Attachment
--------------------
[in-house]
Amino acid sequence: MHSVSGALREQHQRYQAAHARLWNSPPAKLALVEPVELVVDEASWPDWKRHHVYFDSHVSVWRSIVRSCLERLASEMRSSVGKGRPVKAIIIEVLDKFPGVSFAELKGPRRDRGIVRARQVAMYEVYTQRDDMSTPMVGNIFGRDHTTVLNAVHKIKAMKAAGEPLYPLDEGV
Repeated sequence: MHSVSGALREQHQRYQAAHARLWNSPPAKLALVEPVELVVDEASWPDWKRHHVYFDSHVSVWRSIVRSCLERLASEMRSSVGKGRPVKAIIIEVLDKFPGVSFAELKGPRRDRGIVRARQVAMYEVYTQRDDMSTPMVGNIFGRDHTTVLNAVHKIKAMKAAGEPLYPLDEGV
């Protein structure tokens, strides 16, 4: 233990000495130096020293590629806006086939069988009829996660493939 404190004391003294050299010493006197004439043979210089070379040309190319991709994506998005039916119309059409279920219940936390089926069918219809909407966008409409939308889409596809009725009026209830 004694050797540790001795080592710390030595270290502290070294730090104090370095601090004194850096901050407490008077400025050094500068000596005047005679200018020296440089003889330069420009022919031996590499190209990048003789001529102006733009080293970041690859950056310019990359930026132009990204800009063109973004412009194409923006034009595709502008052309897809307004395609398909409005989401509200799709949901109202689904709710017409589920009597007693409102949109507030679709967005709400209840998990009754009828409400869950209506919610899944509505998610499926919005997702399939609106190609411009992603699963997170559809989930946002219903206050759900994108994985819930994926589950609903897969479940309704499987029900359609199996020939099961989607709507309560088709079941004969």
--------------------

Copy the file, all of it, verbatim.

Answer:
[in-house]
Amino acid sequence: MHSVSGALREQHQRYQAAHARLWNSPPAKLALVEPVELVVDEASWPDWKRHHVYFDSHVSVWRSIVRSCLERLASEMRSSVGKGRPVKAIIIEVLDKFPGVSFAELKGPRRDRGIVRARQVAMYEVYTQRDDMSTPMVGNIFGRDHTTVLNAVHKIKAMKAAGEPLYPLDEGV
Repeated sequence: MHSVSGALREQHQRYQAAHARLWNSPPAKLALVEPVELVVDEASWPDWKRHHVYFDSHVSVWRSIVRSCLERLASEMRSSVGKGRPVKAIIIEVLDKFPGVSFAELKGPRRDRGIVRARQVAMYEVYTQRDDMSTPMVGNIFGRDHTTVLNAVHKIKAMKAAGEPLYPLDEGV
């Protein structure tokens, strides 16, 4: 233990000495130096020293590629806006086939069988009829996660493939 404190004391003294050299010493006197004439043979210089070379040309190319991709994506998005039916119309059409279920219940936390089926069918219809909407966008409409939308889409596809009725009026209830 004694050797540790001795080592710390030595270290502290070294730090104090370095601090004194850096901050407490008077400025050094500068000596005047005679200018020296440089003889330069420009022919031996590499190209990048003789001529102006733009080293970041690859950056310019990359930026132009990204800009063109973004412009194409923006034009595709502008052309897809307004395609398909409005989401509200799709949901109202689904709710017409589920009597007693409102949109507030679709967005709400209840998990009754009828409400869950209506919610899944509505998610499926919005997702399939609106190609411009992603699963997170559809989930946002219903206050759900994108994985819930994926589950609903897969479940309704499987029900359609199996020939099961989607709507309560088709079941004969």